So as the headlines continue to gush from the usual geysers of misinformation, this column will do its best to separate the wheat from the chaff, especially with the life-altering Paris Climate Talks looming ahead. Because not only will the decisions our president make today (with his cohorts from the EPA) reverberate for years to come, it will take Congress and a willing next president to untangle us from the muck and mire we’re walking through blindfolded.

* James Hansen, who previously worked at NASA, told a select committee in Congress that over the next ten years, temperatures would increase .35 degrees Celsius. The actual increase was .11 degrees. Hansen overestimated his findings by 300 percent. Learn more here.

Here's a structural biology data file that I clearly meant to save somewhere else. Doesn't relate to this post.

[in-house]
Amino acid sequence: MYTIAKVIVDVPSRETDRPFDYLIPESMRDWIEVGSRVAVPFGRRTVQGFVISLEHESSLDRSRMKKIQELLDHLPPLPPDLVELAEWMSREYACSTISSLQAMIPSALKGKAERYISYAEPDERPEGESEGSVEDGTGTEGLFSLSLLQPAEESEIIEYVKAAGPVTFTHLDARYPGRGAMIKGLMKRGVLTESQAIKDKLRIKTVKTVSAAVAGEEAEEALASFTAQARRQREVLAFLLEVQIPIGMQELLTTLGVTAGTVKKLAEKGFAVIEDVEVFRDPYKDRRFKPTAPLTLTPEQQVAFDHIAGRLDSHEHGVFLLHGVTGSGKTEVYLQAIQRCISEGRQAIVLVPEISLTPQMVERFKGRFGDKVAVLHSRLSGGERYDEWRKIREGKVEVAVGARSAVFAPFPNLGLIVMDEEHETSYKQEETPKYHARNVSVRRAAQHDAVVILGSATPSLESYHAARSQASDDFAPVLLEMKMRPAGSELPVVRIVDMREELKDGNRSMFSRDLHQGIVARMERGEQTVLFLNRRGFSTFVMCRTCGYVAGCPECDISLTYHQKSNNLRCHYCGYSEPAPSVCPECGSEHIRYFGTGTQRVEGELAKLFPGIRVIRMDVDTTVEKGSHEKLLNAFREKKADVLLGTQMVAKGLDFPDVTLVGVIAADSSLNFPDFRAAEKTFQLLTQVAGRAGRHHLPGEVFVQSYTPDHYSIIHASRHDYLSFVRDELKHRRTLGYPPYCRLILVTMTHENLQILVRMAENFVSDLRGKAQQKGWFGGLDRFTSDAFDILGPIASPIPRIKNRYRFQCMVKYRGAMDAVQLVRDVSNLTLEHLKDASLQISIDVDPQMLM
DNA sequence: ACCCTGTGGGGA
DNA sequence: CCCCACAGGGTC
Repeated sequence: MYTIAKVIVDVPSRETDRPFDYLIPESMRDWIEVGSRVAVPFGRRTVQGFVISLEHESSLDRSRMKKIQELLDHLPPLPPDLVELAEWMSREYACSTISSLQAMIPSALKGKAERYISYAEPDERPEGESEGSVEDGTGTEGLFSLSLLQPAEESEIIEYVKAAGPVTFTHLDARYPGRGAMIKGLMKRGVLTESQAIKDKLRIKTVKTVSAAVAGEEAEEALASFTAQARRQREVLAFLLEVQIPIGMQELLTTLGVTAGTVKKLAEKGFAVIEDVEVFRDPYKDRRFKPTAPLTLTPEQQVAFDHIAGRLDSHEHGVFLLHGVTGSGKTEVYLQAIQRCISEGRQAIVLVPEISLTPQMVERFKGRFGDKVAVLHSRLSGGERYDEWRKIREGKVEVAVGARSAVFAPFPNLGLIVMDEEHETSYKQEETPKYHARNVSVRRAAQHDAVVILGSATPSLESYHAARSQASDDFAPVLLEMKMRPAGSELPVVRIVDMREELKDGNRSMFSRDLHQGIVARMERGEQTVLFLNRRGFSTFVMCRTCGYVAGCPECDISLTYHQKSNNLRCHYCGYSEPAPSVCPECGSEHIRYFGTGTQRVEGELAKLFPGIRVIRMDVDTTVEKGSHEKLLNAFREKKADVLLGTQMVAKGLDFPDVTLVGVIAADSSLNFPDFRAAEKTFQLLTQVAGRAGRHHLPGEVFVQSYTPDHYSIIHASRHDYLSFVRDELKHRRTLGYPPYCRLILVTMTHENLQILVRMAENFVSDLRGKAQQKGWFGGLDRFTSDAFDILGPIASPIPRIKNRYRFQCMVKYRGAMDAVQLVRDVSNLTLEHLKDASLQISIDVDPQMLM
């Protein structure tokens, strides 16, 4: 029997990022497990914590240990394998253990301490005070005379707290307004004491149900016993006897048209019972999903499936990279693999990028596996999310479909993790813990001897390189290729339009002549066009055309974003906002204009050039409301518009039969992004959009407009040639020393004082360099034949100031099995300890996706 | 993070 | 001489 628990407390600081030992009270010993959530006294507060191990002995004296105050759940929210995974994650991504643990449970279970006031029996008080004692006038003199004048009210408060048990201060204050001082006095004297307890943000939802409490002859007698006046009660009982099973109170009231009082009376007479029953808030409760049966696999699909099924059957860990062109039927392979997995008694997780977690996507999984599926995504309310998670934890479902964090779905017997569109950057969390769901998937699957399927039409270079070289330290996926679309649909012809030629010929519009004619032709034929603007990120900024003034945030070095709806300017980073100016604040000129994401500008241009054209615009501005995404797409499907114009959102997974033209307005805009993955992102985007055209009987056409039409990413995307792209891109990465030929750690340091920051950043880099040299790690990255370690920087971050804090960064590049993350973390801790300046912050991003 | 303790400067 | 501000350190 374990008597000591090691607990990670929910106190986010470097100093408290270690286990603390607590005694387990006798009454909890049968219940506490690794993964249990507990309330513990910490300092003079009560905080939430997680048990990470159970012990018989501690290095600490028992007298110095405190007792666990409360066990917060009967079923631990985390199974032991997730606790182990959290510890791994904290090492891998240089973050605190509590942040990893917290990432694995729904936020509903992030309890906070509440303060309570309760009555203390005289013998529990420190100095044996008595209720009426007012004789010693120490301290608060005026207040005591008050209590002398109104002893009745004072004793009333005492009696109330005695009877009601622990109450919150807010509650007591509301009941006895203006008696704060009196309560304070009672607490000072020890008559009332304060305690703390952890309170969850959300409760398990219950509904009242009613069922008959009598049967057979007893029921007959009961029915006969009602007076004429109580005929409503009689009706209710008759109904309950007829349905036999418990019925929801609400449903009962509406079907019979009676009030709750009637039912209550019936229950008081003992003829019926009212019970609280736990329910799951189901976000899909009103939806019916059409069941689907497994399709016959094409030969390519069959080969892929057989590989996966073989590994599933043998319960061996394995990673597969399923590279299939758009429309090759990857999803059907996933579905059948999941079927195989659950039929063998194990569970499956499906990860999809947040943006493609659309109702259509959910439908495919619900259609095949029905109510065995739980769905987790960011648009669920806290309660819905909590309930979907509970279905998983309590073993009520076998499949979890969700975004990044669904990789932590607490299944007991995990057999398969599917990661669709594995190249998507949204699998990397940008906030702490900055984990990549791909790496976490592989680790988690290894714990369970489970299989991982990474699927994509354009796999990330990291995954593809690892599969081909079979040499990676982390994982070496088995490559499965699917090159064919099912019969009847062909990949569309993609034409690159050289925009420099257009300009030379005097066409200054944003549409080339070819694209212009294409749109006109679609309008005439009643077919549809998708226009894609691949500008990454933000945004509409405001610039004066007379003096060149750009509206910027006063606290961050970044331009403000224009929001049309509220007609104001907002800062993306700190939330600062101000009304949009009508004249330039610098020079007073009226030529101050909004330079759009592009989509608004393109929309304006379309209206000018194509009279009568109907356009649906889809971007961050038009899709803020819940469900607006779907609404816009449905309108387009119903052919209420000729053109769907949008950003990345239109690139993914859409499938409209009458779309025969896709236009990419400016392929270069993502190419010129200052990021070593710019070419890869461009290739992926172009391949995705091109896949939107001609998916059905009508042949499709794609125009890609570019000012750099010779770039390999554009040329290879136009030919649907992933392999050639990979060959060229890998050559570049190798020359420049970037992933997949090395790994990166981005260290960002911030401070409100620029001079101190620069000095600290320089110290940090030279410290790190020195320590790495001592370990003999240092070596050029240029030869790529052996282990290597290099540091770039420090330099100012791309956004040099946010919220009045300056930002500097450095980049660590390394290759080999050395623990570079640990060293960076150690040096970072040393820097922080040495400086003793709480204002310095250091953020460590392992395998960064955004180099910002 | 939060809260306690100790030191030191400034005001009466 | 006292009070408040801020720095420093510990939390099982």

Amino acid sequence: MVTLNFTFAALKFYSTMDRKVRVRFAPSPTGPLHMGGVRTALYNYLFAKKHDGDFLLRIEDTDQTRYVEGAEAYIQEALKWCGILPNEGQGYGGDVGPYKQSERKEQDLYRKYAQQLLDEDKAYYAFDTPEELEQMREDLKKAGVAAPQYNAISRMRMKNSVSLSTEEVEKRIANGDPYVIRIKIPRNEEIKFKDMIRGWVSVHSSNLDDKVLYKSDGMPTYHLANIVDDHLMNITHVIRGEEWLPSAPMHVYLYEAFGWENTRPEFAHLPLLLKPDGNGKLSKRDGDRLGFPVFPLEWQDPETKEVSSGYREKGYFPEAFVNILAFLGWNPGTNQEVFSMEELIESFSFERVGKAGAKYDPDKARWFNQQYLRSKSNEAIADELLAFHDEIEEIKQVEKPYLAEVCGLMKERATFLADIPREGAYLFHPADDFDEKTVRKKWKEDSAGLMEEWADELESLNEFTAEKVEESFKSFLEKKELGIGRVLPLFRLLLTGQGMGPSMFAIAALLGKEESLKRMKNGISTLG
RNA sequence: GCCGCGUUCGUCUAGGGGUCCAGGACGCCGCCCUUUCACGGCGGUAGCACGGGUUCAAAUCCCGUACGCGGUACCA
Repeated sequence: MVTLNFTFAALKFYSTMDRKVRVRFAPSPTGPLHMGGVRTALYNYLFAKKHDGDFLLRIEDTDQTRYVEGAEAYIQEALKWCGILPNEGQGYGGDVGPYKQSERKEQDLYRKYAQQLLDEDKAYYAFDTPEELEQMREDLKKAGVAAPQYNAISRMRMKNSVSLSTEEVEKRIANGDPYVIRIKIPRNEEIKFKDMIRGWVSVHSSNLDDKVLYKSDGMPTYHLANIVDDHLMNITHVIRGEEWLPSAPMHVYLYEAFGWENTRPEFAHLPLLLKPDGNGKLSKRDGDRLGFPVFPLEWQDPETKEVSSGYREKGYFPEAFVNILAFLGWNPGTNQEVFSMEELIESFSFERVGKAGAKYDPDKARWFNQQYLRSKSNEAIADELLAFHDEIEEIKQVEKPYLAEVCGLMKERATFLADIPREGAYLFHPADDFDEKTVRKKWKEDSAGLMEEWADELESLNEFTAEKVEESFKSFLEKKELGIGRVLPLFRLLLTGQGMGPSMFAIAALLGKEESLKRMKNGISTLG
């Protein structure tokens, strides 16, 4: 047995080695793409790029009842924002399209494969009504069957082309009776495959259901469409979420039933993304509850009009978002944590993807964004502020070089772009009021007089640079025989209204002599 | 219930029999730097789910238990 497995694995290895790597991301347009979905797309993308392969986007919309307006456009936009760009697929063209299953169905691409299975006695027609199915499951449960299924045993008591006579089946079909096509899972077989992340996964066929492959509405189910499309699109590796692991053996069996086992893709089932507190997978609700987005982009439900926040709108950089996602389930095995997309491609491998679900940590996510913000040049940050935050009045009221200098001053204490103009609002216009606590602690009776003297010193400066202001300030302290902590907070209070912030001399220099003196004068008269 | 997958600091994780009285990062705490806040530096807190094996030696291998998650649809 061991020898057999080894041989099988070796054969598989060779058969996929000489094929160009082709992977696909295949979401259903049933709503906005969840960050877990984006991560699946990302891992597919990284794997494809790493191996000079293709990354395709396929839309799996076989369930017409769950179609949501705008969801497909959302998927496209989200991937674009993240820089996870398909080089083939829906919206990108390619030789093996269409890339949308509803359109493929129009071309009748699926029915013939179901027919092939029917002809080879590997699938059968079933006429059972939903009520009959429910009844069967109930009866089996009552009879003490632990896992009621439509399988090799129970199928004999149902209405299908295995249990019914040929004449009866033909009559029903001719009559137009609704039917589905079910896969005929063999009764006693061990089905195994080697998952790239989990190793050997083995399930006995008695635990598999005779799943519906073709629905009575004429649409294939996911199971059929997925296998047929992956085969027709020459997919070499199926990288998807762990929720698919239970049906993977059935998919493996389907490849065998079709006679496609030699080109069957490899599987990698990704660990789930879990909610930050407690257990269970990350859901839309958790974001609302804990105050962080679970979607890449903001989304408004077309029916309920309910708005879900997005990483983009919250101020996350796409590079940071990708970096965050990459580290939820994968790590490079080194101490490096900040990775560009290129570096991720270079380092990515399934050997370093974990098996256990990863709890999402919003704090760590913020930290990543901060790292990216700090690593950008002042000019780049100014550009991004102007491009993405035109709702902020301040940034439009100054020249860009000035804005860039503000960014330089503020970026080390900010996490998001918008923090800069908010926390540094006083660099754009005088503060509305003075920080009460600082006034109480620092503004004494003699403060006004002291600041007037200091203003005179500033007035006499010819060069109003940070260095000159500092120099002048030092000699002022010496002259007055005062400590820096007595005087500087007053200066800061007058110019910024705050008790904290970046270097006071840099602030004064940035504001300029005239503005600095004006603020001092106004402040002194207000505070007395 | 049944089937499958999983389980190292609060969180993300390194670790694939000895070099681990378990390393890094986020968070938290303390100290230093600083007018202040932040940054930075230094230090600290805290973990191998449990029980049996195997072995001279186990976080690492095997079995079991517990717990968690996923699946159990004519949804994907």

** El Ni√±os are not a man-made phenomenon and have been occurring for millennia. One of the first mentions of an El Ni√±o was by Captain Camilo Carrillo in 1892 when he addressed the geographical society congress in Lima. It was so named for the “warm north-flowing current, most noticeable around Christmas.”